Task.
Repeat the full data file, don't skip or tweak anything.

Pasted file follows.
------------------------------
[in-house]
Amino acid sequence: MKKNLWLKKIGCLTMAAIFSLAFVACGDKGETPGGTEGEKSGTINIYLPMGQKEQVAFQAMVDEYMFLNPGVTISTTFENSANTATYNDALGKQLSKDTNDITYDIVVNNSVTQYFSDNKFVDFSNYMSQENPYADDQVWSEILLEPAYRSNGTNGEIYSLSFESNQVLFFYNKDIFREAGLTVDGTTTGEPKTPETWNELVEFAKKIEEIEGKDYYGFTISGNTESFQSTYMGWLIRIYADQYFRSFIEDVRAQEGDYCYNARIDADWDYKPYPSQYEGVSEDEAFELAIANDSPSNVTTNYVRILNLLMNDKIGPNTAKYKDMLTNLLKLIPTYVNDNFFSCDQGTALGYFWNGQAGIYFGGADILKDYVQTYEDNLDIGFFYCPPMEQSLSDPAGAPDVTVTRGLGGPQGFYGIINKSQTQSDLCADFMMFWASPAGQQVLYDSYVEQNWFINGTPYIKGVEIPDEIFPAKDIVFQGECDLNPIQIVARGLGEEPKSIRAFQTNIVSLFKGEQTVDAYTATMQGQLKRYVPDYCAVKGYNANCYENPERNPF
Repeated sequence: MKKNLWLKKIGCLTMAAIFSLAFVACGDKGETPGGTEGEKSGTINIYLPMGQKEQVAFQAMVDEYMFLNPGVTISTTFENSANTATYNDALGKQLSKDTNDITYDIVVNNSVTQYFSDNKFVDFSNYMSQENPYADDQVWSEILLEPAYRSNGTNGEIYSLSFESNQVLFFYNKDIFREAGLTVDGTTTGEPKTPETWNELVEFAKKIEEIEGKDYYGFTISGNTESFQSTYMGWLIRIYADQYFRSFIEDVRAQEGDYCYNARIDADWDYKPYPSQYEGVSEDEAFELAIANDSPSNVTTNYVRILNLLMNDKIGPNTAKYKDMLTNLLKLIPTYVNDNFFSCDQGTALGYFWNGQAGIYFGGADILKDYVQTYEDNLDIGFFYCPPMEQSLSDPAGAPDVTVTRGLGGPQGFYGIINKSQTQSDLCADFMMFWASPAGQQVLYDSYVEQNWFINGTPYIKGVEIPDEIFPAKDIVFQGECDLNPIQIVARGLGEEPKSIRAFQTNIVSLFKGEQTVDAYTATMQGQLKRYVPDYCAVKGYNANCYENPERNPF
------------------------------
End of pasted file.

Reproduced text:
[in-house]
Amino acid sequence: MKKNLWLKKIGCLTMAAIFSLAFVACGDKGETPGGTEGEKSGTINIYLPMGQKEQVAFQAMVDEYMFLNPGVTISTTFENSANTATYNDALGKQLSKDTNDITYDIVVNNSVTQYFSDNKFVDFSNYMSQENPYADDQVWSEILLEPAYRSNGTNGEIYSLSFESNQVLFFYNKDIFREAGLTVDGTTTGEPKTPETWNELVEFAKKIEEIEGKDYYGFTISGNTESFQSTYMGWLIRIYADQYFRSFIEDVRAQEGDYCYNARIDADWDYKPYPSQYEGVSEDEAFELAIANDSPSNVTTNYVRILNLLMNDKIGPNTAKYKDMLTNLLKLIPTYVNDNFFSCDQGTALGYFWNGQAGIYFGGADILKDYVQTYEDNLDIGFFYCPPMEQSLSDPAGAPDVTVTRGLGGPQGFYGIINKSQTQSDLCADFMMFWASPAGQQVLYDSYVEQNWFINGTPYIKGVEIPDEIFPAKDIVFQGECDLNPIQIVARGLGEEPKSIRAFQTNIVSLFKGEQTVDAYTATMQGQLKRYVPDYCAVKGYNANCYENPERNPF
Repeated sequence: MKKNLWLKKIGCLTMAAIFSLAFVACGDKGETPGGTEGEKSGTINIYLPMGQKEQVAFQAMVDEYMFLNPGVTISTTFENSANTATYNDALGKQLSKDTNDITYDIVVNNSVTQYFSDNKFVDFSNYMSQENPYADDQVWSEILLEPAYRSNGTNGEIYSLSFESNQVLFFYNKDIFREAGLTVDGTTTGEPKTPETWNELVEFAKKIEEIEGKDYYGFTISGNTESFQSTYMGWLIRIYADQYFRSFIEDVRAQEGDYCYNARIDADWDYKPYPSQYEGVSEDEAFELAIANDSPSNVTTNYVRILNLLMNDKIGPNTAKYKDMLTNLLKLIPTYVNDNFFSCDQGTALGYFWNGQAGIYFGGADILKDYVQTYEDNLDIGFFYCPPMEQSLSDPAGAPDVTVTRGLGGPQGFYGIINKSQTQSDLCADFMMFWASPAGQQVLYDSYVEQNWFINGTPYIKGVEIPDEIFPAKDIVFQGECDLNPIQIVARGLGEEPKSIRAFQTNIVSLFKGEQTVDAYTATMQGQLKRYVPDYCAVKGYNANCYENPERNPF